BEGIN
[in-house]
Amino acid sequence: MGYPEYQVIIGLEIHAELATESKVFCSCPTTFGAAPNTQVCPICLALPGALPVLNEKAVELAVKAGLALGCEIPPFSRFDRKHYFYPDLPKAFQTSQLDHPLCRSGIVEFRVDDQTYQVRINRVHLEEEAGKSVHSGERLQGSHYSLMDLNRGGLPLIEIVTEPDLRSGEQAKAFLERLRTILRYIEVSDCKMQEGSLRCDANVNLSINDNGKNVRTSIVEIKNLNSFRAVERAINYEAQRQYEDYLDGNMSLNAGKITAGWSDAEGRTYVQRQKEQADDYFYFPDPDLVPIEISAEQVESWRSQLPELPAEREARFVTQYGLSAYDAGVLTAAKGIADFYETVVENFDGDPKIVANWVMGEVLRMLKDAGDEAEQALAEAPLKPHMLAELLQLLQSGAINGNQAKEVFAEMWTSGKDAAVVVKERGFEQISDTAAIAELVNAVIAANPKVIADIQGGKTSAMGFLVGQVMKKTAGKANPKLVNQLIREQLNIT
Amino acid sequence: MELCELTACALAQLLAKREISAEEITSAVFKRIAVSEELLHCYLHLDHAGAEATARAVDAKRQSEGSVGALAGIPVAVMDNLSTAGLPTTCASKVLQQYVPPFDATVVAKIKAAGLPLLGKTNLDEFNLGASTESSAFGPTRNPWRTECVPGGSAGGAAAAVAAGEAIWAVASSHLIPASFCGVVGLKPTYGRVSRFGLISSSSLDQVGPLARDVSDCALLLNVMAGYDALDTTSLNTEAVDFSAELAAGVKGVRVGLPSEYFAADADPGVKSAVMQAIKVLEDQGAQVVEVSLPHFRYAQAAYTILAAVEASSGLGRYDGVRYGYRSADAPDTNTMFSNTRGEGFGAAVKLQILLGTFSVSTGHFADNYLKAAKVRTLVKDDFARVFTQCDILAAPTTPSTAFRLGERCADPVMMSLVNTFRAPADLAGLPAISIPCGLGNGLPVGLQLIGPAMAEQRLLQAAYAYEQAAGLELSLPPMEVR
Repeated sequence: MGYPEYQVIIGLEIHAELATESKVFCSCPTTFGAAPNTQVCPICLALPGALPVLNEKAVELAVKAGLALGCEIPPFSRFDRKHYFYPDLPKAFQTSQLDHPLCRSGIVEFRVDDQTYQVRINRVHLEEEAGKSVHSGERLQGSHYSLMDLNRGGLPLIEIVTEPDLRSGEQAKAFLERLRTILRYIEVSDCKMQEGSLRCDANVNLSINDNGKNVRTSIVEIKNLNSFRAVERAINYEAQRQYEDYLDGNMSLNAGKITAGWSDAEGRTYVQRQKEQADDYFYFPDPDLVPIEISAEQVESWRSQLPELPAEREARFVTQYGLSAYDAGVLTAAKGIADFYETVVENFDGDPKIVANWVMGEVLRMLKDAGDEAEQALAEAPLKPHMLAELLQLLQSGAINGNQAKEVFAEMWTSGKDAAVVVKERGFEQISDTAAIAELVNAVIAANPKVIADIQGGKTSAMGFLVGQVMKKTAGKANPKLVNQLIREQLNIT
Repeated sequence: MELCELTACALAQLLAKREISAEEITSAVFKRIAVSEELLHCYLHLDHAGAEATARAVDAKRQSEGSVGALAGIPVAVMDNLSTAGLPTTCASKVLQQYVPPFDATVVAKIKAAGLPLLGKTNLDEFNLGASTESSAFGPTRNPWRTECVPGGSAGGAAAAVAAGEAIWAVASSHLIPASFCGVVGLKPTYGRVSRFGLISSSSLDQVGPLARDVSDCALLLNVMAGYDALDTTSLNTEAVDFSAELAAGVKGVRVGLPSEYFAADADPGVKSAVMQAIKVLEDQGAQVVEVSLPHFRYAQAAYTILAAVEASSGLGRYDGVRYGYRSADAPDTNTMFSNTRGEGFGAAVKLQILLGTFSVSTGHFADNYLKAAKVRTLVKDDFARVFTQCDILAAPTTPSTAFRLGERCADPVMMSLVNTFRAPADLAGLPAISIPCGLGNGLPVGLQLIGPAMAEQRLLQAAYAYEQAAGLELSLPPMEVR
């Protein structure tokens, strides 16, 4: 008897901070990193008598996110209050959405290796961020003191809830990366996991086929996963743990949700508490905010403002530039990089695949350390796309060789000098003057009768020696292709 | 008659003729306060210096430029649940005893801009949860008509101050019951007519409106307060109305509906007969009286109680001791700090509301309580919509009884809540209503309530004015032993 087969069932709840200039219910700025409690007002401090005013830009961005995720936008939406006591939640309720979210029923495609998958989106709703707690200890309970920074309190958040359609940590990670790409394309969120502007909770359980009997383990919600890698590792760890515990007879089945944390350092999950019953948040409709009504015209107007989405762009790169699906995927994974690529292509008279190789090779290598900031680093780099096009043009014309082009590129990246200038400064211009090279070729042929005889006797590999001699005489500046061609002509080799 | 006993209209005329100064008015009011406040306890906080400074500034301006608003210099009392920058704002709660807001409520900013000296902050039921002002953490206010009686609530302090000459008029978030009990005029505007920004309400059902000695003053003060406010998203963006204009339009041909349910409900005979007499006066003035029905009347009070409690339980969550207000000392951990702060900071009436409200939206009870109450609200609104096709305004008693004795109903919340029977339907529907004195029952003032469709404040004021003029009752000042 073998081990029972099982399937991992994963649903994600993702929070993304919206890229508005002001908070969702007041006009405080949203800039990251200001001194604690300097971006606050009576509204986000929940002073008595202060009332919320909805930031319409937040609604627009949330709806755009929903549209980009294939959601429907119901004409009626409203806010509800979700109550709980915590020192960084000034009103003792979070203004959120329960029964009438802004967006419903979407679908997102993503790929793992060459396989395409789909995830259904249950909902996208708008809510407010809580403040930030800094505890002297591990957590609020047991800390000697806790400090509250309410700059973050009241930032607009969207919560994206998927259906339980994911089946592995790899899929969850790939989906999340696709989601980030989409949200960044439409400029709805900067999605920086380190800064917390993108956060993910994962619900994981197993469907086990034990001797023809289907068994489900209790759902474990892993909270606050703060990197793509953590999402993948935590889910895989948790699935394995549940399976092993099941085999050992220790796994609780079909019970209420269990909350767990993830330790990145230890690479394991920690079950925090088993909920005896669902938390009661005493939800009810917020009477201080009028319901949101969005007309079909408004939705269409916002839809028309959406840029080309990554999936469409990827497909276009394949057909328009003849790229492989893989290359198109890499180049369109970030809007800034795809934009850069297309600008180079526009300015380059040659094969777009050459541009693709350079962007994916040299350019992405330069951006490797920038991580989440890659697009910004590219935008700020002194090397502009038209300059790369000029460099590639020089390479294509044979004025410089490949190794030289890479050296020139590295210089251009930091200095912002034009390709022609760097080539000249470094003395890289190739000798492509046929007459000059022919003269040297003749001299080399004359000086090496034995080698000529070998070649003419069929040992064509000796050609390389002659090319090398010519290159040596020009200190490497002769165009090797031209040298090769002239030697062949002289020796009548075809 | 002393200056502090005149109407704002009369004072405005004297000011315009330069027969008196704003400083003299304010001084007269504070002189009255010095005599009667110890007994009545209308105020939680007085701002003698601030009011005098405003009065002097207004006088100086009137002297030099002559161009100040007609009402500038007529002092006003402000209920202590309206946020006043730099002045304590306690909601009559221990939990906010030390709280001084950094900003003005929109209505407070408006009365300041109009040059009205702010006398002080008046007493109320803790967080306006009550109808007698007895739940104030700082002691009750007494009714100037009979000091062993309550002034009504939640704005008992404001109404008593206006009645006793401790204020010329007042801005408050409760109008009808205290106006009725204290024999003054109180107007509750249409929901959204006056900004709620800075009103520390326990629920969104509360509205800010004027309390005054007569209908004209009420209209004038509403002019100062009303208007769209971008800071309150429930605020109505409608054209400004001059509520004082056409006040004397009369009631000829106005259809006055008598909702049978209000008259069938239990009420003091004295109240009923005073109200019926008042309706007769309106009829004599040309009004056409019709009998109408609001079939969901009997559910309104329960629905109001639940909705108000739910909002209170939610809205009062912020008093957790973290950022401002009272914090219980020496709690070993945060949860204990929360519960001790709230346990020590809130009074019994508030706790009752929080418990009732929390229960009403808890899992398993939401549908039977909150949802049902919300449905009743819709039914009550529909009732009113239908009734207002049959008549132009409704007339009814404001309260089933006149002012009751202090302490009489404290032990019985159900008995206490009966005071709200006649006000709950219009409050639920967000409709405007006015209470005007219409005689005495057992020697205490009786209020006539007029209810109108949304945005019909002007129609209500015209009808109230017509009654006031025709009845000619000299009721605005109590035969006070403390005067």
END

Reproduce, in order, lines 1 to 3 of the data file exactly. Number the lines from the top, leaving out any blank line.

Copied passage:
[in-house]
Amino acid sequence: MGYPEYQVIIGLEIHAELATESKVFCSCPTTFGAAPNTQVCPICLALPGALPVLNEKAVELAVKAGLALGCEIPPFSRFDRKHYFYPDLPKAFQTSQLDHPLCRSGIVEFRVDDQTYQVRINRVHLEEEAGKSVHSGERLQGSHYSLMDLNRGGLPLIEIVTEPDLRSGEQAKAFLERLRTILRYIEVSDCKMQEGSLRCDANVNLSINDNGKNVRTSIVEIKNLNSFRAVERAINYEAQRQYEDYLDGNMSLNAGKITAGWSDAEGRTYVQRQKEQADDYFYFPDPDLVPIEISAEQVESWRSQLPELPAEREARFVTQYGLSAYDAGVLTAAKGIADFYETVVENFDGDPKIVANWVMGEVLRMLKDAGDEAEQALAEAPLKPHMLAELLQLLQSGAINGNQAKEVFAEMWTSGKDAAVVVKERGFEQISDTAAIAELVNAVIAANPKVIADIQGGKTSAMGFLVGQVMKKTAGKANPKLVNQLIREQLNIT
Amino acid sequence: MELCELTACALAQLLAKREISAEEITSAVFKRIAVSEELLHCYLHLDHAGAEATARAVDAKRQSEGSVGALAGIPVAVMDNLSTAGLPTTCASKVLQQYVPPFDATVVAKIKAAGLPLLGKTNLDEFNLGASTESSAFGPTRNPWRTECVPGGSAGGAAAAVAAGEAIWAVASSHLIPASFCGVVGLKPTYGRVSRFGLISSSSLDQVGPLARDVSDCALLLNVMAGYDALDTTSLNTEAVDFSAELAAGVKGVRVGLPSEYFAADADPGVKSAVMQAIKVLEDQGAQVVEVSLPHFRYAQAAYTILAAVEASSGLGRYDGVRYGYRSADAPDTNTMFSNTRGEGFGAAVKLQILLGTFSVSTGHFADNYLKAAKVRTLVKDDFARVFTQCDILAAPTTPSTAFRLGERCADPVMMSLVNTFRAPADLAGLPAISIPCGLGNGLPVGLQLIGPAMAEQRLLQAAYAYEQAAGLELSLPPMEVR